FSU makes multimillion dollar commitment to local research incubator

Florida State University has pledged $5.6 million in capital commitments to bring a new research-centric business incubator called North Florida Innovation Labs to Leon County’s Innovation Park.

“Universities are economic engines,” FSU President Richard McCullough said. “This partnership with the city and Innovation Park will enhance our existing research operations while building new partnerships and creating new jobs.”

This funding, which comes from the FSU Research Foundation and includes a $2.6 million gift and $3.0 million loan, complements a $12.4 million federal grant and $2.8 million from Blueprint’s Office of Economic Vitality.

“Continued investments toward efforts that generate jobs and attract talent to Tallahassee will benefit the whole community,” said John Dailey, mayor of Tallahassee. “This investment from Florida State University complements the city’s investment, via Blueprint’s Office of Economic Vitality, and will help us maintain our competitive position as a vibrant community with a strong local economy.”

NFIL is a 40,000-square-foot incubator designed to assist young companies co-locate in an established research park with other innovators and develop products that are the core elements of new and expanding businesses.

McCullough’s vision for the research enterprise in Tallahassee extends far beyond foundational research. With a mindset toward tech transfer — ultimately converting research into businesses that create jobs — FSU is actively fostering a culture where new businesses and established corporations alike are utilizing the university’s arsenal of patents, developing new technologies and commercializing products.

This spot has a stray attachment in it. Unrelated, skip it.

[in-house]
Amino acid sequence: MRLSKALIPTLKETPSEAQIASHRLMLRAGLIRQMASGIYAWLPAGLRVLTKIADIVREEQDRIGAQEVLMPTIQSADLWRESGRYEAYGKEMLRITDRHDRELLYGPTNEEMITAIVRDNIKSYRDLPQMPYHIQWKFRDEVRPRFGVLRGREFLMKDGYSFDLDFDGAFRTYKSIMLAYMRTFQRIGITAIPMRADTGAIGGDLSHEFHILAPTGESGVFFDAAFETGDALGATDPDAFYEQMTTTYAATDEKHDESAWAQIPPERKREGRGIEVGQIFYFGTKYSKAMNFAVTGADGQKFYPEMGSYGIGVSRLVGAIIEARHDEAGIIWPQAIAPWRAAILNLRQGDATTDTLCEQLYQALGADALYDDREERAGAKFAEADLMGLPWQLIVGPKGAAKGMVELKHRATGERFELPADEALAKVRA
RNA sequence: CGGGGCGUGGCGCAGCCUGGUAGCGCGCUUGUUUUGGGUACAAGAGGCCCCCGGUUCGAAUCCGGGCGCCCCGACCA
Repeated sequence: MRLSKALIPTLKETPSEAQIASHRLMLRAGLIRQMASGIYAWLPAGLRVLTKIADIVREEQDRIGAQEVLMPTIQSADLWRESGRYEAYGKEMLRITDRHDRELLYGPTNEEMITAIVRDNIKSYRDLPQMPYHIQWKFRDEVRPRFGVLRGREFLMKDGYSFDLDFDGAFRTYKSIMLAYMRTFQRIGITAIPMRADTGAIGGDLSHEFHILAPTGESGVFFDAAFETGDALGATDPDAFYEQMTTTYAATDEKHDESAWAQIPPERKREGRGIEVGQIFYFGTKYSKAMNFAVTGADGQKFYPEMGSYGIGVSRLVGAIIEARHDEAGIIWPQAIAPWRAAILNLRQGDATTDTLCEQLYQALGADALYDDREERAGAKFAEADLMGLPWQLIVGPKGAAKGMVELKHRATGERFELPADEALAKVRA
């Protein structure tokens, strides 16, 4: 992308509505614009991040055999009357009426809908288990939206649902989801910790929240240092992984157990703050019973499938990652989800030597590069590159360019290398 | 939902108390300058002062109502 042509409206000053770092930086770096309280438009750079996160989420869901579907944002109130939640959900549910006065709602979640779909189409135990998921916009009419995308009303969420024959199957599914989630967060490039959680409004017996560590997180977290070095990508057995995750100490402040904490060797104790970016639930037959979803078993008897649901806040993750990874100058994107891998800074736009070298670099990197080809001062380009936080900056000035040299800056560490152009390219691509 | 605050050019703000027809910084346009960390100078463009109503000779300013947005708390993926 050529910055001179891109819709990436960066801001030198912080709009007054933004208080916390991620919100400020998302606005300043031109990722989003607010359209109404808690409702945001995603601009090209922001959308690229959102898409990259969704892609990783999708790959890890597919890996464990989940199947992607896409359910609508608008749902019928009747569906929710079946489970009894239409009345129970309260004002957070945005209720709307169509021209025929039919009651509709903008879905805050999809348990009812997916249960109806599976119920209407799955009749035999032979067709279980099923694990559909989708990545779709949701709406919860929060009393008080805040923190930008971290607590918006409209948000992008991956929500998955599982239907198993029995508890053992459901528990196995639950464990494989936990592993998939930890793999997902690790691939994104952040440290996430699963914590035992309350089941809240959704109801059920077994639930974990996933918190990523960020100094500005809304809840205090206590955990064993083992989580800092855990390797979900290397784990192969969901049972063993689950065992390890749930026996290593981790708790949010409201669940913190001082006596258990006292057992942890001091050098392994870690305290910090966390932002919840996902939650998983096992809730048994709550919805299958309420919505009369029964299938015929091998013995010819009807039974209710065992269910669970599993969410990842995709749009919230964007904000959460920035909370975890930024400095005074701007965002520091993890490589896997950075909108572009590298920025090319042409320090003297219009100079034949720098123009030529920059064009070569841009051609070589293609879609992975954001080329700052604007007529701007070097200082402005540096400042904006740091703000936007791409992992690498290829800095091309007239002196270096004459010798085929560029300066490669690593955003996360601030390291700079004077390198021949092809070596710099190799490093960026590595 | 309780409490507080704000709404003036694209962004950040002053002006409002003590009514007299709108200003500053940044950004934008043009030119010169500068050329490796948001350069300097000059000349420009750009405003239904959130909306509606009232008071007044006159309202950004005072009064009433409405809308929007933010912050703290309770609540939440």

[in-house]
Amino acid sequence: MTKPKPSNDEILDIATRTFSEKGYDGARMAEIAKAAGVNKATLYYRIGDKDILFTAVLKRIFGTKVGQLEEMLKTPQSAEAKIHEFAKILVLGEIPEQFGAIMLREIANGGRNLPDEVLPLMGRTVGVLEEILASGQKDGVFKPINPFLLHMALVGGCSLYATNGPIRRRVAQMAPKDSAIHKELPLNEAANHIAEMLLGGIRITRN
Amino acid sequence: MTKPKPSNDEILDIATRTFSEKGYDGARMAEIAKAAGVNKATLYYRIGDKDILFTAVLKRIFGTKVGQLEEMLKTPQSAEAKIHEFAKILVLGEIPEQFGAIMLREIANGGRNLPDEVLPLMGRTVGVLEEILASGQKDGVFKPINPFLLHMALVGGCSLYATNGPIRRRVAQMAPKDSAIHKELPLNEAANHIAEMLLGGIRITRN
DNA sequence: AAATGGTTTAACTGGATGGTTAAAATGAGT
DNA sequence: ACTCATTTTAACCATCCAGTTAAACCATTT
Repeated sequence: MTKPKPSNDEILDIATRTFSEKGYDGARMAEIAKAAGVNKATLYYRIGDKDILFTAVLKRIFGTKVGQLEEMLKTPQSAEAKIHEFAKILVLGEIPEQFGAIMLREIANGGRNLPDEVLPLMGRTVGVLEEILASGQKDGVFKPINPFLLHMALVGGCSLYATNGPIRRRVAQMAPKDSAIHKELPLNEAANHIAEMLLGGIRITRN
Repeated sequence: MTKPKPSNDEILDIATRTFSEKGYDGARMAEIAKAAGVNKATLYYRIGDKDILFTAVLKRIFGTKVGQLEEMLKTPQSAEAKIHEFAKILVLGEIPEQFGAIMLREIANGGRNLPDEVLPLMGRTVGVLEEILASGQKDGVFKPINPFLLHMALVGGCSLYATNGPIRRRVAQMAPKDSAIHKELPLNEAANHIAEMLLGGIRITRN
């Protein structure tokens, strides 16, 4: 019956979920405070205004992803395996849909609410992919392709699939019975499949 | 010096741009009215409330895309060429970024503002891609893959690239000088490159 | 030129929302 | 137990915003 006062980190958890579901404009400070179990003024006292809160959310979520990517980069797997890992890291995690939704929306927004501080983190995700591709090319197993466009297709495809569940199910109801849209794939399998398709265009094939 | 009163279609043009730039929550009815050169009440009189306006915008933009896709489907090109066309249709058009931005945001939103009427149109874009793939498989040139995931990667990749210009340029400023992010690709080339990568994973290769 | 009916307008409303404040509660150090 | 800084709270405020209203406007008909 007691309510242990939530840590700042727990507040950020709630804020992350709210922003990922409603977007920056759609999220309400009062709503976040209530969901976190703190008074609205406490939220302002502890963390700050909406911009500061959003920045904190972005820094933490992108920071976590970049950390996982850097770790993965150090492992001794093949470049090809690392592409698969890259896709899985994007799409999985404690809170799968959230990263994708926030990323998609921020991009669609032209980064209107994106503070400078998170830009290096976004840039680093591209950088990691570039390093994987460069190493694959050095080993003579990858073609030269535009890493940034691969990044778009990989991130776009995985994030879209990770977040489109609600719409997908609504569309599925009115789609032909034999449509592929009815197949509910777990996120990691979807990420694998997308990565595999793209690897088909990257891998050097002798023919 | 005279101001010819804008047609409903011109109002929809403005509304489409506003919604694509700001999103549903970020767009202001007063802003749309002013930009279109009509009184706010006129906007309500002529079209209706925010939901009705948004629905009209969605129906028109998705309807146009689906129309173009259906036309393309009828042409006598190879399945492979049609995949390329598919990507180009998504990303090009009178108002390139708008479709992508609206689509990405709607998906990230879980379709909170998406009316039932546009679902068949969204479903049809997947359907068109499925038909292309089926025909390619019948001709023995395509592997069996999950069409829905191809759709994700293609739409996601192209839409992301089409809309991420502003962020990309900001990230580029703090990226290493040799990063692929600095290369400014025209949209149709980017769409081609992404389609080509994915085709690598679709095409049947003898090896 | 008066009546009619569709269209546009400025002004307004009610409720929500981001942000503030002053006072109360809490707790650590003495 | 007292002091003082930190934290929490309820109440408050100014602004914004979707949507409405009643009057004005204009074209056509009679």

The university already boasts an impressive research portfolio and connections with private industry. FSU spends about $350 million each year on research. A substantial portion of those dollars is invested by FSU back into the local economy through the faculty members, research scientists and support personnel. Many of those individuals work in the Innovation Park corridor at the National High Magnetic Field Laboratory or one of the other 12 centers and five institutes in the area.

Private sector companies such as Danfoss Turbocor have located their manufacturing facilities in the capital city primarily because of the synergy that exists with the MagLab.

McCullough said this space is the next step for the university and the region as it works to boost opportunities to keep graduates in the area and create new startups based on university research.

“It is our intention to make a substantial investment in the North Florida Innovation Labs and do everything we can to ensure it comes to fruition,” McCullough said.